President Donald Trump is prepared to sign a late-term abortion ban, which the House passed Tuesday evening, if the Senate follows suit. A statement from the White House said the proposed law would promote a “culture of life.”
Proponents say the measure, prohibiting abortions after 20 weeks of pregnancy, would restrict the procedure at the point when some medical experts say the unborn baby can feel pain.
The House passed the ban on late-term abortions shortly after 6 p.m. by a vote of 237-189, mostly along party lines.
Two Republicans, Pennsylvania’s Charlie Dent and New Jersey’s Rodney Frelinghuysen, voted against it.
Three Democrats voted yes: Henry Cuellar of Texas, Dan Lipinski of Illinois, and Collin Peterson of Minnesota.
Not voting were Republicans Jim Bridenstine of Oklahoma, Billy Long of Missouri, and Barry Loudermilk of Georgia, and Democrats Jim Himes of Connecticut and Nevada’s Ruben Kihuen, Jacky Rosen, and Dina Titus.
The United States is one of only seven countries that allow elective, late-term abortions without restrictions.
The bill could have a tough time passing the Senate, however, where Republicans’ margin as the majority is 52-48.
— Carol Tobias (@CarolTobias1) October 4, 2017
— Sen. James Lankford (@SenatorLankford) October 3, 2017
In a statement of administration policy, the White House announced it strongly supports the legislation—called the Pain-Capable Unborn Child Protection Act—sponsored by Rep. Trent Franks, R-Ariz. The measure, which has 170 co-sponsors, is also known as H.R. 36.
“H.R. 36 would generally make it unlawful for any person to perform, or attempt to perform, an abortion of an unborn child after 20 weeks post-fertilization, with limited exceptions,” the White House statement says. “The bill, if enacted into law, would help to facilitate the culture of life to which our nation aspires.”
The statement continues:
Additionally, the bill would promote a science-based approach to unborn life, as recent advancements have revealed that the physical structures necessary to experience pain are developed within 20 weeks of fertilization. The United States is currently out of the mainstream in the family of nations, in which only seven out of 198 nations allow elective abortions after 20 weeks of pregnancy. America’s children deserve the stronger protections that H.R. 36 would advance. If H.R. 36 were presented to the president in its current form, his advisors would recommend that he sign the bill into law.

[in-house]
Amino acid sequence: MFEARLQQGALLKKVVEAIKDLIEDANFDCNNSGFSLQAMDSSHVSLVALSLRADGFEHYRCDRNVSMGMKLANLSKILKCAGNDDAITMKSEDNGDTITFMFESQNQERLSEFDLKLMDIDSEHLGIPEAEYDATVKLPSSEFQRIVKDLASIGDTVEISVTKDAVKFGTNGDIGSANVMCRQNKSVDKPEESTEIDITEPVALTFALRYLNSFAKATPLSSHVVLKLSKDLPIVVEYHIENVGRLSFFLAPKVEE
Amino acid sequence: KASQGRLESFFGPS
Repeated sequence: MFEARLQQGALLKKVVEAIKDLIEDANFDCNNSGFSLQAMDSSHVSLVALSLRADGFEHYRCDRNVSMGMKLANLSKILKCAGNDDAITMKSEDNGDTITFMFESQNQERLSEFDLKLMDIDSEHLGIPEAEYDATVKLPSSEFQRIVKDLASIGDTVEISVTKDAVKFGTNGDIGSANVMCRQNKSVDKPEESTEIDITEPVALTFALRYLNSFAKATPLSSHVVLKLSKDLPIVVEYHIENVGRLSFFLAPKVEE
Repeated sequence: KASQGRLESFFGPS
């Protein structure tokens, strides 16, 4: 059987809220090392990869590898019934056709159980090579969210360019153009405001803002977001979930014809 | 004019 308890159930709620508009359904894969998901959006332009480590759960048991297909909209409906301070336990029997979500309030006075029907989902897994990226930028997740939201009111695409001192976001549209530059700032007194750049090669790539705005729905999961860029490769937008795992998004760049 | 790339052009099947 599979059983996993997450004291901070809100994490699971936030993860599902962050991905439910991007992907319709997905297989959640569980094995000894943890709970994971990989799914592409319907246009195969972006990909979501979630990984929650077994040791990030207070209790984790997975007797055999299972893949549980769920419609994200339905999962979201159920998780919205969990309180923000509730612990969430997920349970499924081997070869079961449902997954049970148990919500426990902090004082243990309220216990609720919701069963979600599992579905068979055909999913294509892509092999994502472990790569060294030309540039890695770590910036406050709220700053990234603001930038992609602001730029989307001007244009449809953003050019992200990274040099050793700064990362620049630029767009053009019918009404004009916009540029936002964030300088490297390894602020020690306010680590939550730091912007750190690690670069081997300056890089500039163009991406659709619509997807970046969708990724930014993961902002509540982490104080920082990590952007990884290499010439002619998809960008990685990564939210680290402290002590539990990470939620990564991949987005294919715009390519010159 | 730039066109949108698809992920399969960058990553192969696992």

Days before the House vote, the Susan B. Anthony List, a pro-life group, noted that most other countries block abortions at this stage of a woman’s pregnancy:
— Susan B Anthony List (@SBAList) September 26, 2017
But NARAL Pro-Choice America, which considers itself an abortion rights group, pushed Congress to vote against the bill:
— NARAL (@NARAL) October 3, 2017
If passed and signed into law by Trump, the measure would ban abortion after 20 weeks, the point when it says “pain receptors (nociceptors) are present throughout the unborn child’s entire body.”
The official position of the American Congress of Obstetricians and Gynecologists is that unborn babies are not developed enough to feel pain until 24 weeks.
The bill includes exceptions for incest, rape, or to save the life of the pregnant woman.
Similar legislation passed the House in both 2013 and 2015.
March for Life, a group that organizes an annual rally marking the anniversary of the Supreme Court ruling legalizing abortion, stressed the need to protect unborn children from suffering.
— March for Life (@March_for_Life) October 3, 2017
The nation’s largest abortion provider, Planned Parenthood, argued that lawmakers aren’t qualified to make the decision.
Heartbreaking. Politicians make crappy doctors. Leave decisions to the experts — us. https://t.co/6zvYVefSK1
— Planned Parenthood (@PPact) October 3, 2017
Ken McIntyre contributed to this report.